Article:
The SNP's lead over Labour has fallen to just five points, according to the latest poll from Redfield and Wilton Strategies. 

The survey has the SNP down three points since last month, and suggests they will win 36 per cent of the vote at the next general election. Labour are up two points to 31%. 

It is a remarkable turnaround for Anas Sarwar's part who came third in 2019, with just 19% of the vote. 

Scottish Labour deputy leader Jackie Baillie said the party was "back in business."

The pollster also suggests the Tories would now take 19%, while the Lib Dems would win 10%, a four point jump on the last poll. 

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The gap between the SNP and Labour is slightly bigger when voters are asked how they would vote in the next Holyrood election.

On the constituency vote, the SNP are on 38%, while Labour sit at 28%. The Tories are on 18% and the Lib Dems on 10%.

On the list vote, the SNP are on 30%, Labour are at 24%, the Tories are picking up 19%, while the Lib Dems will 13% and the Greens 11%. 

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The poll also gives the first approval rating for Humza Yousaf as First Minister. Voters have given him a net approval rating of -7%. While 23% approve, another 30% disapprove, with a further 35% saying they neither approve nor disapprove.

Asked if they thought he would make a worse leader than Nicola Sturgeon, 39% of voters said they thought he would, while 32% thought he would be about the same.

Another 11% said he would be better. 

Meanwhile, Rishi Sunak receives a net approval rating of -13%, while Douglas Ross is on -20%. Scottish Labour leader, Anas Sarwar, sees a six-point increase in his approval rating, to now stand at +10%.

Asked their view on the UK Government, a majority of Scots, 61% think it is incompetent. Just 39% feel the same way about the current Scottish Government.

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On independence, No leads by eight points, taking 54% of the vote once don't knows are removed, while Yes is on 46%.

The pollster says support for Scottish independence remains "especially strong among younger Scots", with majorities of those aged 16-to-24 (51%), 25-to-34 (54%) and 35-44 (52%) all saying they would vote Yes.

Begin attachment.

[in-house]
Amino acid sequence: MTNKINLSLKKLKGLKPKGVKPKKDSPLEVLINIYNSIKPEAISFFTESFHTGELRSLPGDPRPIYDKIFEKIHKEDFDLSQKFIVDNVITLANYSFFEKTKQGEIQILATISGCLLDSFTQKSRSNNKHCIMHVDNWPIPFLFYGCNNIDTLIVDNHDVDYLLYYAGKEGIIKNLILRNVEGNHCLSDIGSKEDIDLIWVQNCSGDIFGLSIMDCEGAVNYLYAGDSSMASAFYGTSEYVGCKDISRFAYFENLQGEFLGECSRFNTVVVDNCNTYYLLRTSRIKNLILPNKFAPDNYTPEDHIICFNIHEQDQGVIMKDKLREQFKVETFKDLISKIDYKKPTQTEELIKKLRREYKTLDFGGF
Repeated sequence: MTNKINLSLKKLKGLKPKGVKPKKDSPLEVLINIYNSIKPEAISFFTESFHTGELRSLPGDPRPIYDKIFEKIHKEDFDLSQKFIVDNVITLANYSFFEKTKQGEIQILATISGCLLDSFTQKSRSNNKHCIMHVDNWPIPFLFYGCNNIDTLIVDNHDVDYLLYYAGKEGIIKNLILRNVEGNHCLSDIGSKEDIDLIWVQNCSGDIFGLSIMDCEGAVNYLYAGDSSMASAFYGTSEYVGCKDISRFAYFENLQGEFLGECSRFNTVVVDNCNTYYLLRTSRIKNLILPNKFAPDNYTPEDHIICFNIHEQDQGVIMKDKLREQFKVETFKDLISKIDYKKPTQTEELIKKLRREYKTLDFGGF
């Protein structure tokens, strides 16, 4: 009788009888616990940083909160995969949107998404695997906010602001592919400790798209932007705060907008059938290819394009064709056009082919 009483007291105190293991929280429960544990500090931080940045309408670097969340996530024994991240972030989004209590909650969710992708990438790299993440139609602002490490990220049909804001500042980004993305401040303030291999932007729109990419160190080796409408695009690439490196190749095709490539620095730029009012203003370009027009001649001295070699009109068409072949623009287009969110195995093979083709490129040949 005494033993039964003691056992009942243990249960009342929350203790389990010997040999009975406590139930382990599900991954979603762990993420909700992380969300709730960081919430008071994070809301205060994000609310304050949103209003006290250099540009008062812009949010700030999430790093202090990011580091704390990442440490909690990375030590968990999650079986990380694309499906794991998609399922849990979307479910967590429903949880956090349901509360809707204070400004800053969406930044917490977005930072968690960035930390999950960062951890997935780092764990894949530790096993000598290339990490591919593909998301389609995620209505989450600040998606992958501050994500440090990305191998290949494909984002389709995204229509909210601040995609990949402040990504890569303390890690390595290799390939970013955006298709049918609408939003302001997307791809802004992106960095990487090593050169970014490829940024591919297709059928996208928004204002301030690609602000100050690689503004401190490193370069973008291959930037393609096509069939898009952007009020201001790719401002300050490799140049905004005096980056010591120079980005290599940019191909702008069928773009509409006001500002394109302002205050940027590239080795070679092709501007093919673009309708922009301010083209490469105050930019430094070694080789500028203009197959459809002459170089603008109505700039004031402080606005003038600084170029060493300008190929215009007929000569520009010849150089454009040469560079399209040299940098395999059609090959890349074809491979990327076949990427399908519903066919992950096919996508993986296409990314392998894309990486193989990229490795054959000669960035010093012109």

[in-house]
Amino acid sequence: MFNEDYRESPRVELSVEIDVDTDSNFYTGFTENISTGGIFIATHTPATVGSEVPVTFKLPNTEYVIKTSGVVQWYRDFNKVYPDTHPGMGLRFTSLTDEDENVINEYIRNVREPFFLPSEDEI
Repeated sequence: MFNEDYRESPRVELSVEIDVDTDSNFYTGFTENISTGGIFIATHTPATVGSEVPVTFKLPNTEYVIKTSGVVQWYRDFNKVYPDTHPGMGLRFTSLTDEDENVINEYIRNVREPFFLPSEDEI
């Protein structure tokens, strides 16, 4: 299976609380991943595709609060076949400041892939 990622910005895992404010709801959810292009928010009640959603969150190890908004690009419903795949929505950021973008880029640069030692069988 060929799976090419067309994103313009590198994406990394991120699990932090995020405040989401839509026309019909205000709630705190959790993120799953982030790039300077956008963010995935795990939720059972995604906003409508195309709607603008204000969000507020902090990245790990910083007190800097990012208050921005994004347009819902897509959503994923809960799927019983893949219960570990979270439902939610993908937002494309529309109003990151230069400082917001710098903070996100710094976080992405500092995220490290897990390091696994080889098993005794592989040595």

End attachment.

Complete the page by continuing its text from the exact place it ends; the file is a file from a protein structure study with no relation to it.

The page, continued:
By comparison, only 37% of those aged 55-to-64 and 31% of those aged over 65, would vote to leave the UK.

The country is evenly split on the timing of any future vote, with 44% opposed to one next year. Though that is down five points in the last month. Meanwhile, 41% - up seven points - would support one being held in this timeframe.

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Scottish Labour deputy leader Jackie Baillie said: “The only poll that matters is the one on election day, but the trend speaks for itself – Scottish Labour is back in business.

“Scots are sick and tired of this Tory Government and they know that only Scottish Labour can kick them out of Downing St and deliver the change that Scotland needs.

“The divided and scandal-struck SNP can only oppose the Tories – Scottish Labour can kick them out of power."

Meanwhile, Alex Salmond’s Alba has accused the Scottish Greens of holding back independence. 

The party’s General Secretary Chris McEleny said: "Support for independence is much higher than for the SNP so we must not allow unpopular policies to take priority over independence because of pressure from Green Party ministers. 

"The new First Minister must move the Scottish Government’s focus away from polarising policies such as Gender Reforms and deliver on the priorities of the entire population. This is the way to ensure that the Scottish Government helps grow support for independence.” 

Replying, Green MSP Maggie Chapman, said Alba was “on the outside desperately looking in.”

She said: “Quite frankly these are the comments of yesterday’s men from the last century who, with their socially conservative and climate wrecking views, need to leave Scottish politics to those keen to build a sustainable country for future generations. 

“This isn’t about one party. We need to build support beyond the SNP, the Scottish Greens and other pro-indy groups to ensure a majority. That’s how healthy democracy works. Alba are working to undermine that as their latest invective proves.”